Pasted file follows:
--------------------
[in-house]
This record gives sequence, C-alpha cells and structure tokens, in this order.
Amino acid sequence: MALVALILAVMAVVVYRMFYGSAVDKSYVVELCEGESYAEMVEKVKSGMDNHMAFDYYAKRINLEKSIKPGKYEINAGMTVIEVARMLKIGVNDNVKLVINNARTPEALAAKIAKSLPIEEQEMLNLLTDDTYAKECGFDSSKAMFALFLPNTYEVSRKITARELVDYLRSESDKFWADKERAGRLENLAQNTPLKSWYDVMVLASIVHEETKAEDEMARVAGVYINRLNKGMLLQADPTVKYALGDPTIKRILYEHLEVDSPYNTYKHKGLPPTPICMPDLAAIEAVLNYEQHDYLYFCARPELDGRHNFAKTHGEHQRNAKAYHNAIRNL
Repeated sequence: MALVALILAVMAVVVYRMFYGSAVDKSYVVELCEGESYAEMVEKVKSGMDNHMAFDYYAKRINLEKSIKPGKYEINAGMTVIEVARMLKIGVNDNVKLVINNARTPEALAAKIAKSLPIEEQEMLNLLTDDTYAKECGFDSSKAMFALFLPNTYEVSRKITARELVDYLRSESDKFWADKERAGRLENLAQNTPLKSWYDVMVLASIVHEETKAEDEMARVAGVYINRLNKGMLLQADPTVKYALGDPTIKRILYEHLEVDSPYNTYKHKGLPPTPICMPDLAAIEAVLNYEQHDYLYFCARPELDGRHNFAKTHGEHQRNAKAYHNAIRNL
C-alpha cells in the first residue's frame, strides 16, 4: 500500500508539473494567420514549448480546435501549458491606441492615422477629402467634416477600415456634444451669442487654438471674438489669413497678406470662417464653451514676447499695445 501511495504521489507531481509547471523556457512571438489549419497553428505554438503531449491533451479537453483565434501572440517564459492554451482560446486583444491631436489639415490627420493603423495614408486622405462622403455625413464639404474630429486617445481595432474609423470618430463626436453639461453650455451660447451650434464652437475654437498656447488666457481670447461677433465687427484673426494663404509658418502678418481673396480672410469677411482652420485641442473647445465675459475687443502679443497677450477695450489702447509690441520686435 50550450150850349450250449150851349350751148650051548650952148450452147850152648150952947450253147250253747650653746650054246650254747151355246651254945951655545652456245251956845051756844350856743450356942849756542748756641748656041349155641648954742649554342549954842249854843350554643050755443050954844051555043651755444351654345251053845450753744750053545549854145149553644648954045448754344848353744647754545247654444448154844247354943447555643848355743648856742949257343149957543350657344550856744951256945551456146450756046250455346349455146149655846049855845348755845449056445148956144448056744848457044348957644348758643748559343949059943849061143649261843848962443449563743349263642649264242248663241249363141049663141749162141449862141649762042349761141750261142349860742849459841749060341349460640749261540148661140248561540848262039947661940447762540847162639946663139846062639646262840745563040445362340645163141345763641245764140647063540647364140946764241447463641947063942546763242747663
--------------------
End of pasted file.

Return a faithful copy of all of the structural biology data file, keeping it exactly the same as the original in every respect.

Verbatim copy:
[in-house]
This record gives sequence, C-alpha cells and structure tokens, in this order.
Amino acid sequence: MALVALILAVMAVVVYRMFYGSAVDKSYVVELCEGESYAEMVEKVKSGMDNHMAFDYYAKRINLEKSIKPGKYEINAGMTVIEVARMLKIGVNDNVKLVINNARTPEALAAKIAKSLPIEEQEMLNLLTDDTYAKECGFDSSKAMFALFLPNTYEVSRKITARELVDYLRSESDKFWADKERAGRLENLAQNTPLKSWYDVMVLASIVHEETKAEDEMARVAGVYINRLNKGMLLQADPTVKYALGDPTIKRILYEHLEVDSPYNTYKHKGLPPTPICMPDLAAIEAVLNYEQHDYLYFCARPELDGRHNFAKTHGEHQRNAKAYHNAIRNL
Repeated sequence: MALVALILAVMAVVVYRMFYGSAVDKSYVVELCEGESYAEMVEKVKSGMDNHMAFDYYAKRINLEKSIKPGKYEINAGMTVIEVARMLKIGVNDNVKLVINNARTPEALAAKIAKSLPIEEQEMLNLLTDDTYAKECGFDSSKAMFALFLPNTYEVSRKITARELVDYLRSESDKFWADKERAGRLENLAQNTPLKSWYDVMVLASIVHEETKAEDEMARVAGVYINRLNKGMLLQADPTVKYALGDPTIKRILYEHLEVDSPYNTYKHKGLPPTPICMPDLAAIEAVLNYEQHDYLYFCARPELDGRHNFAKTHGEHQRNAKAYHNAIRNL
C-alpha cells in the first residue's frame, strides 16, 4: 500500500508539473494567420514549448480546435501549458491606441492615422477629402467634416477600415456634444451669442487654438471674438489669413497678406470662417464653451514676447499695445 501511495504521489507531481509547471523556457512571438489549419497553428505554438503531449491533451479537453483565434501572440517564459492554451482560446486583444491631436489639415490627420493603423495614408486622405462622403455625413464639404474630429486617445481595432474609423470618430463626436453639461453650455451660447451650434464652437475654437498656447488666457481670447461677433465687427484673426494663404509658418502678418481673396480672410469677411482652420485641442473647445465675459475687443502679443497677450477695450489702447509690441520686435 50550450150850349450250449150851349350751148650051548650952148450452147850152648150952947450253147250253747650653746650054246650254747151355246651254945951655545652456245251956845051756844350856743450356942849756542748756641748656041349155641648954742649554342549954842249854843350554643050755443050954844051555043651755444351654345251053845450753744750053545549854145149553644648954045448754344848353744647754545247654444448154844247354943447555643848355743648856742949257343149957543350657344550856744951256945551456146450756046250455346349455146149655846049855845348755845449056445148956144448056744848457044348957644348758643748559343949059943849061143649261843848962443449563743349263642649264242248663241249363141049663141749162141449862141649762042349761141750261142349860742849459841749060341349460640749261540148661140248561540848262039947661940447762540847162639946663139846062639646262840745563040445362340645163141345763641245764140647063540647364140946764241447463641947063942546763242747663